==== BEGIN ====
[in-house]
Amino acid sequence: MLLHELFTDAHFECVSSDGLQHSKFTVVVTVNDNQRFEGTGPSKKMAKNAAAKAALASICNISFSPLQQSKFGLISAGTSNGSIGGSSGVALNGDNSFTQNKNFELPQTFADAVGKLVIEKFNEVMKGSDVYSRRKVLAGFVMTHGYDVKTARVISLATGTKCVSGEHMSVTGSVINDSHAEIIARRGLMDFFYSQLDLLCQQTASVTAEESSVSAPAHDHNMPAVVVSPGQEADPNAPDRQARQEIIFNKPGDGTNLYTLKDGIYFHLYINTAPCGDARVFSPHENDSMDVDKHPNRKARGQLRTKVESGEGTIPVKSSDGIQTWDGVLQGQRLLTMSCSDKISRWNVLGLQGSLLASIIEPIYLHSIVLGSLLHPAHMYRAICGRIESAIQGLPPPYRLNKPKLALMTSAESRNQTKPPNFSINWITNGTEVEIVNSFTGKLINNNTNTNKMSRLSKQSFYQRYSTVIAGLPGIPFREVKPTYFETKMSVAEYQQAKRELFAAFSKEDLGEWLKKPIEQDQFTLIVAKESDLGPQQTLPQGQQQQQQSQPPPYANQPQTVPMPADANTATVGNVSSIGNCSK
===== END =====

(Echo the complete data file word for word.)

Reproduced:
[in-house]
Amino acid sequence: MLLHELFTDAHFECVSSDGLQHSKFTVVVTVNDNQRFEGTGPSKKMAKNAAAKAALASICNISFSPLQQSKFGLISAGTSNGSIGGSSGVALNGDNSFTQNKNFELPQTFADAVGKLVIEKFNEVMKGSDVYSRRKVLAGFVMTHGYDVKTARVISLATGTKCVSGEHMSVTGSVINDSHAEIIARRGLMDFFYSQLDLLCQQTASVTAEESSVSAPAHDHNMPAVVVSPGQEADPNAPDRQARQEIIFNKPGDGTNLYTLKDGIYFHLYINTAPCGDARVFSPHENDSMDVDKHPNRKARGQLRTKVESGEGTIPVKSSDGIQTWDGVLQGQRLLTMSCSDKISRWNVLGLQGSLLASIIEPIYLHSIVLGSLLHPAHMYRAICGRIESAIQGLPPPYRLNKPKLALMTSAESRNQTKPPNFSINWITNGTEVEIVNSFTGKLINNNTNTNKMSRLSKQSFYQRYSTVIAGLPGIPFREVKPTYFETKMSVAEYQQAKRELFAAFSKEDLGEWLKKPIEQDQFTLIVAKESDLGPQQTLPQGQQQQQQSQPPPYANQPQTVPMPADANTATVGNVSSIGNCSK